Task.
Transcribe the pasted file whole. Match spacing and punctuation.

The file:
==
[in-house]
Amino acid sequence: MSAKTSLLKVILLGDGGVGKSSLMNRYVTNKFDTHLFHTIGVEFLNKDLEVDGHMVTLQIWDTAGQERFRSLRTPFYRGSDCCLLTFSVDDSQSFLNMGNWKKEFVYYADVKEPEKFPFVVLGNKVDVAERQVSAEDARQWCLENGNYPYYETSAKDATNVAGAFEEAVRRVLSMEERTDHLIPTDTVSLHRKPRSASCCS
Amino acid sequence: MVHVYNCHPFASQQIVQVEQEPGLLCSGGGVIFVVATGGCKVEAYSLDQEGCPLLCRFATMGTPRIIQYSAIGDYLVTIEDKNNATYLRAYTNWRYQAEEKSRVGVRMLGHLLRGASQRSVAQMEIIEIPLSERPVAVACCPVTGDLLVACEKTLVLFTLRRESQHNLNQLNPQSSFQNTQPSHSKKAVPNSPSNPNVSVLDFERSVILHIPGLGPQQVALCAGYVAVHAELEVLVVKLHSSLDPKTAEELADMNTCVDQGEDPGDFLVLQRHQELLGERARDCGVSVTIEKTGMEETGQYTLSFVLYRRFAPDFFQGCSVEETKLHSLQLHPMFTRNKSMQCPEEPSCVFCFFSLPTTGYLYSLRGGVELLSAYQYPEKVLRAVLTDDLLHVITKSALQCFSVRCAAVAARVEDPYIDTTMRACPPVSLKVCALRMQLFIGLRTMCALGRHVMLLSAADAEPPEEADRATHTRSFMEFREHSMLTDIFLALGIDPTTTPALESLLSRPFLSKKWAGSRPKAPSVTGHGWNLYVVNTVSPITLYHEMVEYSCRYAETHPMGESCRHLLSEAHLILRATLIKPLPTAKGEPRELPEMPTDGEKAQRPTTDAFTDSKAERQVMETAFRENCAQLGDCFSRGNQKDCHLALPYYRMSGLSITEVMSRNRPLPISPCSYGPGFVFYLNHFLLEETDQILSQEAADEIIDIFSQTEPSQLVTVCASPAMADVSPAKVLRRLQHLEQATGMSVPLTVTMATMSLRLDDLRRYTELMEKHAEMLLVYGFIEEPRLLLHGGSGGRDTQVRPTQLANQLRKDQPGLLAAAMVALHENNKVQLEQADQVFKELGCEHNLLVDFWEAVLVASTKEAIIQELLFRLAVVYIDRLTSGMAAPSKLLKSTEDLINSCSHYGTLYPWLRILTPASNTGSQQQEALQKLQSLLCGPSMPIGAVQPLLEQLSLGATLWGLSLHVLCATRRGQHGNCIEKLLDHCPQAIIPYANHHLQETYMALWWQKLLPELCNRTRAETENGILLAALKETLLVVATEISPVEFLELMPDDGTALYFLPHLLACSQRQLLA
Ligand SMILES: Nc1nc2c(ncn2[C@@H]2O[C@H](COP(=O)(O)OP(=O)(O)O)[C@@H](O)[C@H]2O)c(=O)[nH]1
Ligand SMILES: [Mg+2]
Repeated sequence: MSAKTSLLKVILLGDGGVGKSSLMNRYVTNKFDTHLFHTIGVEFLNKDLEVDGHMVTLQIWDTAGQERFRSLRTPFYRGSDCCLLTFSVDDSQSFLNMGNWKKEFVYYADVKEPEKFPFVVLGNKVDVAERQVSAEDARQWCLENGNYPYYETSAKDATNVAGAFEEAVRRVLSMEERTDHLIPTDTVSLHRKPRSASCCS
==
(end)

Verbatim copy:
[in-house]
Amino acid sequence: MSAKTSLLKVILLGDGGVGKSSLMNRYVTNKFDTHLFHTIGVEFLNKDLEVDGHMVTLQIWDTAGQERFRSLRTPFYRGSDCCLLTFSVDDSQSFLNMGNWKKEFVYYADVKEPEKFPFVVLGNKVDVAERQVSAEDARQWCLENGNYPYYETSAKDATNVAGAFEEAVRRVLSMEERTDHLIPTDTVSLHRKPRSASCCS
Amino acid sequence: MVHVYNCHPFASQQIVQVEQEPGLLCSGGGVIFVVATGGCKVEAYSLDQEGCPLLCRFATMGTPRIIQYSAIGDYLVTIEDKNNATYLRAYTNWRYQAEEKSRVGVRMLGHLLRGASQRSVAQMEIIEIPLSERPVAVACCPVTGDLLVACEKTLVLFTLRRESQHNLNQLNPQSSFQNTQPSHSKKAVPNSPSNPNVSVLDFERSVILHIPGLGPQQVALCAGYVAVHAELEVLVVKLHSSLDPKTAEELADMNTCVDQGEDPGDFLVLQRHQELLGERARDCGVSVTIEKTGMEETGQYTLSFVLYRRFAPDFFQGCSVEETKLHSLQLHPMFTRNKSMQCPEEPSCVFCFFSLPTTGYLYSLRGGVELLSAYQYPEKVLRAVLTDDLLHVITKSALQCFSVRCAAVAARVEDPYIDTTMRACPPVSLKVCALRMQLFIGLRTMCALGRHVMLLSAADAEPPEEADRATHTRSFMEFREHSMLTDIFLALGIDPTTTPALESLLSRPFLSKKWAGSRPKAPSVTGHGWNLYVVNTVSPITLYHEMVEYSCRYAETHPMGESCRHLLSEAHLILRATLIKPLPTAKGEPRELPEMPTDGEKAQRPTTDAFTDSKAERQVMETAFRENCAQLGDCFSRGNQKDCHLALPYYRMSGLSITEVMSRNRPLPISPCSYGPGFVFYLNHFLLEETDQILSQEAADEIIDIFSQTEPSQLVTVCASPAMADVSPAKVLRRLQHLEQATGMSVPLTVTMATMSLRLDDLRRYTELMEKHAEMLLVYGFIEEPRLLLHGGSGGRDTQVRPTQLANQLRKDQPGLLAAAMVALHENNKVQLEQADQVFKELGCEHNLLVDFWEAVLVASTKEAIIQELLFRLAVVYIDRLTSGMAAPSKLLKSTEDLINSCSHYGTLYPWLRILTPASNTGSQQQEALQKLQSLLCGPSMPIGAVQPLLEQLSLGATLWGLSLHVLCATRRGQHGNCIEKLLDHCPQAIIPYANHHLQETYMALWWQKLLPELCNRTRAETENGILLAALKETLLVVATEISPVEFLELMPDDGTALYFLPHLLACSQRQLLA
Ligand SMILES: Nc1nc2c(ncn2[C@@H]2O[C@H](COP(=O)(O)OP(=O)(O)O)[C@@H](O)[C@H]2O)c(=O)[nH]1
Ligand SMILES: [Mg+2]
Repeated sequence: MSAKTSLLKVILLGDGGVGKSSLMNRYVTNKFDTHLFHTIGVEFLNKDLEVDGHMVTLQIWDTAGQERFRSLRTPFYRGSDCCLLTFSVDDSQSFLNMGNWKKEFVYYADVKEPEKFPFVVLGNKVDVAERQVSAEDARQWCLENGNYPYYETSAKDATNVAGAFEEAVRRVLSMEERTDHLIPTDTVSLHRKPRSASCCS